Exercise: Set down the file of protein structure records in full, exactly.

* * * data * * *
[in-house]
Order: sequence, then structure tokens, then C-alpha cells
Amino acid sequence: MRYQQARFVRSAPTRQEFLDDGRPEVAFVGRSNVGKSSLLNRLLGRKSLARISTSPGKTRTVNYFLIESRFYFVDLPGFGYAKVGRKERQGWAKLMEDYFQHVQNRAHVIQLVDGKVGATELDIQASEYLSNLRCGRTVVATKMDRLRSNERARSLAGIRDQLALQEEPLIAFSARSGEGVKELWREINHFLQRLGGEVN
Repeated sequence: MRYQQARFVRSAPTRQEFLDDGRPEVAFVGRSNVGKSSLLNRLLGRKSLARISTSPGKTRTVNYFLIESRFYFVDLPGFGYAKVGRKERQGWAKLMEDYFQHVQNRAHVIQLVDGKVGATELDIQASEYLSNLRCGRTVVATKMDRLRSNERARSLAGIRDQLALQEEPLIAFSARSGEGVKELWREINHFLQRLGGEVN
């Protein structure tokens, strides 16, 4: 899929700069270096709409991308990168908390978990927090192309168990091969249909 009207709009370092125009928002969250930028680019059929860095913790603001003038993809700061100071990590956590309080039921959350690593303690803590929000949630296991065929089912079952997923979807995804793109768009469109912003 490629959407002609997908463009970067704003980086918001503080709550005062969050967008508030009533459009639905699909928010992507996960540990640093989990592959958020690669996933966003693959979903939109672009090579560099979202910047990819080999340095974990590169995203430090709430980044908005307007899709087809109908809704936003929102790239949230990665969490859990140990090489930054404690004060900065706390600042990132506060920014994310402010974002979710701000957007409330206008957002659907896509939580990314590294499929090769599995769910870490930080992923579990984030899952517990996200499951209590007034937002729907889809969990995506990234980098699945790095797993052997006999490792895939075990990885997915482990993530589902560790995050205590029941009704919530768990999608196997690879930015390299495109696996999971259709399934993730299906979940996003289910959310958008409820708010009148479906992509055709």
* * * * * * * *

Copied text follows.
[in-house]
Order: sequence, then structure tokens, then C-alpha cells
Amino acid sequence: MRYQQARFVRSAPTRQEFLDDGRPEVAFVGRSNVGKSSLLNRLLGRKSLARISTSPGKTRTVNYFLIESRFYFVDLPGFGYAKVGRKERQGWAKLMEDYFQHVQNRAHVIQLVDGKVGATELDIQASEYLSNLRCGRTVVATKMDRLRSNERARSLAGIRDQLALQEEPLIAFSARSGEGVKELWREINHFLQRLGGEVN
Repeated sequence: MRYQQARFVRSAPTRQEFLDDGRPEVAFVGRSNVGKSSLLNRLLGRKSLARISTSPGKTRTVNYFLIESRFYFVDLPGFGYAKVGRKERQGWAKLMEDYFQHVQNRAHVIQLVDGKVGATELDIQASEYLSNLRCGRTVVATKMDRLRSNERARSLAGIRDQLALQEEPLIAFSARSGEGVKELWREINHFLQRLGGEVN
């Protein structure tokens, strides 16, 4: 899929700069270096709409991308990168908390978990927090192309168990091969249909 009207709009370092125009928002969250930028680019059929860095913790603001003038993809700061100071990590956590309080039921959350690593303690803590929000949630296991065929089912079952997923979807995804793109768009469109912003 490629959407002609997908463009970067704003980086918001503080709550005062969050967008508030009533459009639905699909928010992507996960540990640093989990592959958020690669996933966003693959979903939109672009090579560099979202910047990819080999340095974990590169995203430090709430980044908005307007899709087809109908809704936003929102790239949230990665969490859990140990090489930054404690004060900065706390600042990132506060920014994310402010974002979710701000957007409330206008957002659907896509939580990314590294499929090769599995769910870490930080992923579990984030899952517990996200499951209590007034937002729907889809969990995506990234980098699945790095797993052997006999490792895939075990990885997915482990993530589902560790995050205590029941009704919530768990999608196997690879930015390299495109696996999971259709399934993730299906979940996003289910959310958008409820708010009148479906992509055709």